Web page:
As it has not so far been possible to establish the aspects in question with all the clarity required, I in turn have been unable to form a conclusive opinion on this question which, I repeat, does not directly concern your application".
14 On 3 July 1991 the Director General for Research sent a further memorandum to the Secretary General of the Parliament in reply to a memorandum from the latter, in which, after various observations on the value of Mr Tonelotto' s certificate and after stating again his opinion that it did amount to "documentary evidence of specialized studies, in this case library science, issued by a university faculty", he carried out a further analysis of the applications which led him to conclude that three of them were "inadequate" in relation to the vacancy notice, one was "insufficient" and two, those of Mrs McAvoy and Mr Tonelotto, merited "more detailed examination". After reproducing the same career profiles as those in the memorandum of 8 April 1991, the memorandum ended with the following conclusion: "I stand by the original choice submitted to the appointing authority. If, however, any doubt of a terminological nature were to induce the appointing authority to dispose of all the conjectures concerning this appointment, I will submit to you a new draft notification".
15 The Court decided, on the basis of Article 64 of the Rules of Procedure, to take measures for the organization of the procedure consisting in requesting the Parliament to lodge, inter alia, the file relating to the filling of the post in question, exact information concerning the scope and the result of the investigation of the value of the diploma in library science held by Mr Tonelotto and all the documents relating thereto.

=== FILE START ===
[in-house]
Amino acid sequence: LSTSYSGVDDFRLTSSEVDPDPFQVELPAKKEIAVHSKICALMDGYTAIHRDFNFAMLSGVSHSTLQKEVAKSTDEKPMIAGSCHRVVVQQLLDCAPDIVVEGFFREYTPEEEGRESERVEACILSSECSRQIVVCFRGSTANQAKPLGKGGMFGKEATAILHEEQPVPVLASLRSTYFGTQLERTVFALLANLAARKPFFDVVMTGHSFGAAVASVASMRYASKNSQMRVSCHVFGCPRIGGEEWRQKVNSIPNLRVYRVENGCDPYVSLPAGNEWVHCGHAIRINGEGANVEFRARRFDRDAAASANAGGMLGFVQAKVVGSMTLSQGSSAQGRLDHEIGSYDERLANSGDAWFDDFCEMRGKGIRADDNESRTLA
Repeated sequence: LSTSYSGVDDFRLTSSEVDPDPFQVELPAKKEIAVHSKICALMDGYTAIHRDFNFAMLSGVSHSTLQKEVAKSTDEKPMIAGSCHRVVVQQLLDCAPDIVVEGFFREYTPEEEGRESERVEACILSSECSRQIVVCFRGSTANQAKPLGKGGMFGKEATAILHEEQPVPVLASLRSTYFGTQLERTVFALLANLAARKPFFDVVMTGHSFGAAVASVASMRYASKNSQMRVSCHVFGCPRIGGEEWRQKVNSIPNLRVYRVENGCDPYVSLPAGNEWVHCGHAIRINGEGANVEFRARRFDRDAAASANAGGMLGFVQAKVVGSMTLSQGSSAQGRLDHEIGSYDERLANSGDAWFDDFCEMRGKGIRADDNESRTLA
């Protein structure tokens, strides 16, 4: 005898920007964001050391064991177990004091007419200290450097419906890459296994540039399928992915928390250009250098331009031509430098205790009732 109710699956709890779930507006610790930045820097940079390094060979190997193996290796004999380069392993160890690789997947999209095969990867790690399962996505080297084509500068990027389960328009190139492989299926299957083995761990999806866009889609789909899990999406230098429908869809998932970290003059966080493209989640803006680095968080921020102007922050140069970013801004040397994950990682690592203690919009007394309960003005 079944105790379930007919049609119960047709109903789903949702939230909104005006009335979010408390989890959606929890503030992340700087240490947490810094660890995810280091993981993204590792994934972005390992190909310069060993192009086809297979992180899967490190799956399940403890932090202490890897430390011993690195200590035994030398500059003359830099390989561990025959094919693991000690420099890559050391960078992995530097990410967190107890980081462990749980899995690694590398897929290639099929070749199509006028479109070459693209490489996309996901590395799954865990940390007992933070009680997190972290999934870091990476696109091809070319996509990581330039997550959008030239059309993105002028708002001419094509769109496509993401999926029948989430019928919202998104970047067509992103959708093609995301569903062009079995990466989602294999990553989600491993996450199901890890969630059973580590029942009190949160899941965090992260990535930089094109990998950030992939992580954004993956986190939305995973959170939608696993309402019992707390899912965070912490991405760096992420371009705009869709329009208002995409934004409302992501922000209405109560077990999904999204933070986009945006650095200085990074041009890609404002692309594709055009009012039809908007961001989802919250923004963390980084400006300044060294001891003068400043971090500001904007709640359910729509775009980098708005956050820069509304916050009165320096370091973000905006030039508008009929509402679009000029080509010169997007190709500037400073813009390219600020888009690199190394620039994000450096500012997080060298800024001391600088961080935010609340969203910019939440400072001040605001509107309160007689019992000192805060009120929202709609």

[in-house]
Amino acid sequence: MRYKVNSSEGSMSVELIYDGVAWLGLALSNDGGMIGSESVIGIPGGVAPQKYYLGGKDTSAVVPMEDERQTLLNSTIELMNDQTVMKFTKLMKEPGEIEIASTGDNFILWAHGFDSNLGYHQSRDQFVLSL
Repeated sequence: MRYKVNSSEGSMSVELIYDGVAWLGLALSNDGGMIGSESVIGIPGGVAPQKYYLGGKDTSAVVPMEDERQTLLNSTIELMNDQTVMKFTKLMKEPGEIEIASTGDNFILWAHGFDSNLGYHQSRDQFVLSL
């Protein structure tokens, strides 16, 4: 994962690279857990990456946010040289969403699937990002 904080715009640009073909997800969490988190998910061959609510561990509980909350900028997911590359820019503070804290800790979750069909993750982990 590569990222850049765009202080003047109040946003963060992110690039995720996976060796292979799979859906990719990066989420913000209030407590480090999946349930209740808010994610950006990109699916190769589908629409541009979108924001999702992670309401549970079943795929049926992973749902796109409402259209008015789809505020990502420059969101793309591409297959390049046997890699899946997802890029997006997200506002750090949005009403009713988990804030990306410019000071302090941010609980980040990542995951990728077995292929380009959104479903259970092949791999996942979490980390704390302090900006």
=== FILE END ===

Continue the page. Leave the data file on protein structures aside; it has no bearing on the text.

16 On 10 February 1992 the Parliament lodged the documents requested. They included, inter alia: (a) a certificate of 13 July 1970, signed by the President of the Higher Institute of Philosophy of the Catholic University of Louvain, which certifies that on 23 June 1966 Mr Tonelotto took an examination relating to a course on "Introduction to Philosophical Research". That course covered the following subjects: library science, classification and cataloguing, bibliography, documentation and research, palaeography; (b) a certificate of 21 March 1991, signed by the administrative secretary of the Higher Institute of Philosophy of the Catholic University of Louvain, stating as follows: "The Higher Institute of Philosophy of the Catholic University of Louvain certifies that the document issued on 13 July 1970 to Mr Tonelotto is a certificate awarded on his passing an examination in the subjects indicated following a two-year university course"; (c) a letter of 23 April 1991 from the said administrative secretary to the Legal Service of the Parliament in reply to a letter from the latter, stating that "1. The duration of the Introduction to Philosophical Research course followed by Mr Tonelotto was thirty hours. 2. I do not know what subjects were studied by the person concerned before he qualified for university entrance. However, he must have pursued such studies because that was an essential condition of admission to that year of the course. The person concerned could surely inform you on this point. 3. The course in question formed part of a whole ° the curriculum for that first year of the course ° but there was no test as such for Introduction to Philosophical Research. Admission to the course for the licence en philosophie was conditional on success in the whole curriculum for the baccalauréat; 4. The degree of licence en philosophie (final) was conferred on Mr Tonelotto on 13 July 1970." In addition, it appears from information supplied by the defendant that at that time, in Belgium, university education in philosophy comprised a two-year course leading to a baccalauréat en philosophie, which had to be obtained in order to take two further years leading to the licence en philosophie. The certificate produced by Mr Tonelotto relates to one of the subjects in the curriculum for the second year of the baccalauréat en philosophie.